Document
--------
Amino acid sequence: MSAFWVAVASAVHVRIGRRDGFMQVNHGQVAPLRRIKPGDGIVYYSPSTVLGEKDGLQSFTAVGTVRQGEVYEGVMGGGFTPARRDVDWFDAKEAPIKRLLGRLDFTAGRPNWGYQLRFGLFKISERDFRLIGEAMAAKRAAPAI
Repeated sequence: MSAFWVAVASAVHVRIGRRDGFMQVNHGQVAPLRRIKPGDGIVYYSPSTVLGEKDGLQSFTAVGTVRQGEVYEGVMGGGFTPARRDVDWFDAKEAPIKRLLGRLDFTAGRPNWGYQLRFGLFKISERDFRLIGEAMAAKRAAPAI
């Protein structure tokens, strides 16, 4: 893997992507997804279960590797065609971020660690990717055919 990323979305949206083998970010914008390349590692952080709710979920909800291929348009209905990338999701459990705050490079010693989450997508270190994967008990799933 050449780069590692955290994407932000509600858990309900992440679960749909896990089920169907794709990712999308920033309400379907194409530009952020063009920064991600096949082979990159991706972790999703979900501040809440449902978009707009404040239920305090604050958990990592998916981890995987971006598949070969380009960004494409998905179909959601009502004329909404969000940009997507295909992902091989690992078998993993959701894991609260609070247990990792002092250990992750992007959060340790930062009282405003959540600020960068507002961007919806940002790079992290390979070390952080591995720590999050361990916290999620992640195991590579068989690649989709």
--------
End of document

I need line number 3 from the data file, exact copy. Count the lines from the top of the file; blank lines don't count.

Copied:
């Protein structure tokens, strides 16, 4: 893997992507997804279960590797065609971020660690990717055919 990323979305949206083998970010914008390349590692952080709710979920909800291929348009209905990338999701459990705050490079010693989450997508270190994967008990799933 050449780069590692955290994407932000509600858990309900992440679960749909896990089920169907794709990712999308920033309400379907194409530009952020063009920064991600096949082979990159991706972790999703979900501040809440449902978009707009404040239920305090604050958990990592998916981890995987971006598949070969380009960004494409998905179909959601009502004329909404969000940009997507295909992902091989690992078998993993959701894991609260609070247990990792002092250990992750992007959060340790930062009282405003959540600020960068507002961007919806940002790079992290390979070390952080591995720590999050361990916290999620992640195991590579068989690649989709």